The total population aged 15-74 is covered by the LFS. Up to 2006 the group was 16-74, and age defined as completed years at the end of the year. As from 2006 age is defined as completed years at the time of the reference week. Observation unit: person. The ad hoc modules on persons with disabilities are limited to the age group 15-66.

The main source for the LFS is quarterly, representative sample surveys based on interview by telephone.

Inhabitants in all municipalities are randomly selected, on the basis of a register of family units. The sample consists of about 12 000 family units (24 000 persons) each quarter. Each family member aged 15-74 participates in the survey, answering questions about their situation during a specified reference week. As from 1996 each family participates in the survey 8 times during a period of 8 quarters (before 1996: 4 times during 6 quarters).

Interview by telephone. Information from previous interviews are used while asking about any changes in the situation, instead of the same, comprehensive data collection every time. For the coding of industry, information from some registers is also used. Demographic data are collected from the Central Population Register, and data on education are based on a register of individual data collected by Statistics Norway from the educational institutions (but questions are also asked to get more updated information).

The respondent is usually the same person as the observation unit (but proxy interviews are done if it is not possible to get in contact with the observation unit; 14-15 per cent of the interviews are done by asking near family members). Data are collected weekly, i.e. the LFS is a continuous survey (all weeks are covered).

Participation in the survey is compulsory, but compulsory fines are not used.

As the data collection is made by use of computer-assisted interviews, some procedures for electronic control of the registration of answers are included in the questionnaire, for example concerning the number of working hours during the reference week. In some cases the interviewers become a "warning" by recording an answer, in other cases maximum or minimum values have been set beforehand.

The analysis unit is person. The absolute numbers from the LFS are presented in the form of estimated total for the entire population aged 15-74. The weights or inflation factors vary, but have an average of about 195 for quarterly figures in 2017.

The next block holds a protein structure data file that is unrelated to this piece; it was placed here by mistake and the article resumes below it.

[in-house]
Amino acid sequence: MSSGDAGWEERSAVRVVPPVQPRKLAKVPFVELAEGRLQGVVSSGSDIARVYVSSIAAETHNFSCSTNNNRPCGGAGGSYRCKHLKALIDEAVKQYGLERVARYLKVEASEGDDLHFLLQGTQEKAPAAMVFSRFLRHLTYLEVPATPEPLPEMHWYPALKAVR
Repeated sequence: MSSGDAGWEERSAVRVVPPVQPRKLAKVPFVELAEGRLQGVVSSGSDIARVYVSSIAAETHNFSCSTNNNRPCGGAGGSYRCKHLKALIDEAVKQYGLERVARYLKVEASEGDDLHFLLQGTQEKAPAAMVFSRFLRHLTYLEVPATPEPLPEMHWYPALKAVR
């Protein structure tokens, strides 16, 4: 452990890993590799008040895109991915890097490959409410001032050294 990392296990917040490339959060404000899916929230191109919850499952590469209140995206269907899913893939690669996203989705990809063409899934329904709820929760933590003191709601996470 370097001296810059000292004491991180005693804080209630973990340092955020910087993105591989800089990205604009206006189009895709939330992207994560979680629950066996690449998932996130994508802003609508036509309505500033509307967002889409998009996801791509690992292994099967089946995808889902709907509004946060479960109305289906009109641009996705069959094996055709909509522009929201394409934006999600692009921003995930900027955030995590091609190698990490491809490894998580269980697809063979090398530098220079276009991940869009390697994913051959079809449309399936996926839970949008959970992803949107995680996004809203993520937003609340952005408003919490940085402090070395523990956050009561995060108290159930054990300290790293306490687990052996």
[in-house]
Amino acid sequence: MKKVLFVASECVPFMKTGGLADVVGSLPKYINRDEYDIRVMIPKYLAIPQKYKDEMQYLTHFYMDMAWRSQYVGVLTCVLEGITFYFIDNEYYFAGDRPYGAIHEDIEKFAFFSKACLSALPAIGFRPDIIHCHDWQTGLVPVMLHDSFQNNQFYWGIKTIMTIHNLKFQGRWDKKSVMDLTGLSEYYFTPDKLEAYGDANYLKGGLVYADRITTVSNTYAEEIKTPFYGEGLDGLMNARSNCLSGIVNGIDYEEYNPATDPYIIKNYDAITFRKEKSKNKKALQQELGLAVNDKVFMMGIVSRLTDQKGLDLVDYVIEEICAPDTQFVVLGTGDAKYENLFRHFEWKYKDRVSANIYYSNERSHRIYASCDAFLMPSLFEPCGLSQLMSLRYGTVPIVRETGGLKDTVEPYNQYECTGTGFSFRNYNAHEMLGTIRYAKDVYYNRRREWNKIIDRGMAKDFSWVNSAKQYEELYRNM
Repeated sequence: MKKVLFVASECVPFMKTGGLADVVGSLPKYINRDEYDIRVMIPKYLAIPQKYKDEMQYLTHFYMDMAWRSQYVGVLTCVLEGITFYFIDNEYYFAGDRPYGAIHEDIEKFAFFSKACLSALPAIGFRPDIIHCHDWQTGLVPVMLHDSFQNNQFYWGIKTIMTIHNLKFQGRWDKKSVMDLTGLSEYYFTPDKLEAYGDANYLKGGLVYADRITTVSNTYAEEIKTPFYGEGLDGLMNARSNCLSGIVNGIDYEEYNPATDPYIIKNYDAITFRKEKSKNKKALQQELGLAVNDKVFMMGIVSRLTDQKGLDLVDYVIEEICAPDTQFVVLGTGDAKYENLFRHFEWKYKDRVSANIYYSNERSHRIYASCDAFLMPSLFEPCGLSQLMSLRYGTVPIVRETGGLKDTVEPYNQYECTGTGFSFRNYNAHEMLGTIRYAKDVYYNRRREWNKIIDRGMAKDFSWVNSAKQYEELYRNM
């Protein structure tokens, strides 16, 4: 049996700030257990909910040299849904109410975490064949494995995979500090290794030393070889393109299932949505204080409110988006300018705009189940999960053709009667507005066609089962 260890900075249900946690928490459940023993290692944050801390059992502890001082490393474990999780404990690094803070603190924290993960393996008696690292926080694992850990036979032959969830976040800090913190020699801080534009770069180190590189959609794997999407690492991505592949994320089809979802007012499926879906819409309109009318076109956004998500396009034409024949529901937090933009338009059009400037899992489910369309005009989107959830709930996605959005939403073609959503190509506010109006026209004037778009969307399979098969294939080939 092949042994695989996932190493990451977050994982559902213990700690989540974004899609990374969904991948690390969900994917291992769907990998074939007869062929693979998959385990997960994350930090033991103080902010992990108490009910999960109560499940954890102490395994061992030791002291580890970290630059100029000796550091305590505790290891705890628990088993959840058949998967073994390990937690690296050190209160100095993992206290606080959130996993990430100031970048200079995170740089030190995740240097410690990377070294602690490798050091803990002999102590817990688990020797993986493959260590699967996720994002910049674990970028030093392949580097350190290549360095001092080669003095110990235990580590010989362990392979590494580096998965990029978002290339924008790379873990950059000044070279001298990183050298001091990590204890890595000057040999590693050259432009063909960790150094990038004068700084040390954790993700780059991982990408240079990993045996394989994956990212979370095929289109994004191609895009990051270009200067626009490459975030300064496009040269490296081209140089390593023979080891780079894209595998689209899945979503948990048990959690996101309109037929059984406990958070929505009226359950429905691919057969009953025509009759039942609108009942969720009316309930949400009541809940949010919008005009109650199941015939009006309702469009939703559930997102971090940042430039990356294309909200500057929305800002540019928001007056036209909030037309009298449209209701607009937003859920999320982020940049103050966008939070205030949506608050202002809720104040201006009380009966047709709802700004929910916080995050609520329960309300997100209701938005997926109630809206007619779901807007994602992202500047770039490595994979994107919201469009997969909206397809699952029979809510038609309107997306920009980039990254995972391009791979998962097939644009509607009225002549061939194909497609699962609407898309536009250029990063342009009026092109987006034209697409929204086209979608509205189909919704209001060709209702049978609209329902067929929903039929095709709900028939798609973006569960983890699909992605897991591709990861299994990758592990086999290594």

The estimation method uses more demographic data and register information relevant to the connection to the labour market in order to minimize standard errors and correct more for bias in the response sample in LFS since the nonresponse is not random. New method was launched in April 2018, is also used on LFS data back to 2006 to get the most comparable time series.

The estimation method in LFS is done in several stages, and are called multiple model calibration (MMK). Initially, the main labor market status of LFS, which is employed, unemployed, outside the workforce, are modeled consistent with a multinomial logit model, explained with a number of register variables known to all in the population. The register information are registered completely unemployed, on measures and persons with disabilities at NAV, register information on disability pensioners, education level, marital status, family size and immigrant category, country of origin, gender and age, residence, and information from the A scheme and the Tax Recovery Register. The model provides predictive probabilities every month for each main labor market status in LFS for everybody in the population.

The monthly weights in LFS are calibrated using these predicted probabilities and some register variables directly[1]. This means that the weights also become consistent with the population for the number in the population register by gender, different age groups and region, as well as consistent weights for the number of full / part-time wage earners by gender and registered employed (yes/no) cross classified by immigrants in 2 groups.

Multiple model calibration provides some variance reduction, utilizing more efficiently that we have available good help information about everyone in the population from various registries that Statistics Norway has linked.

The initial weights before calibration are the ratio of the number of people in the population to the gross sample per. county (NUTS3), and takes into account that people in different counties have different probabilities of being selected to LFS sample.

For more detailed technical information about the new estimation method, please see Documents 2018/16 []

Week-proportional weighting of the months in quarterly averages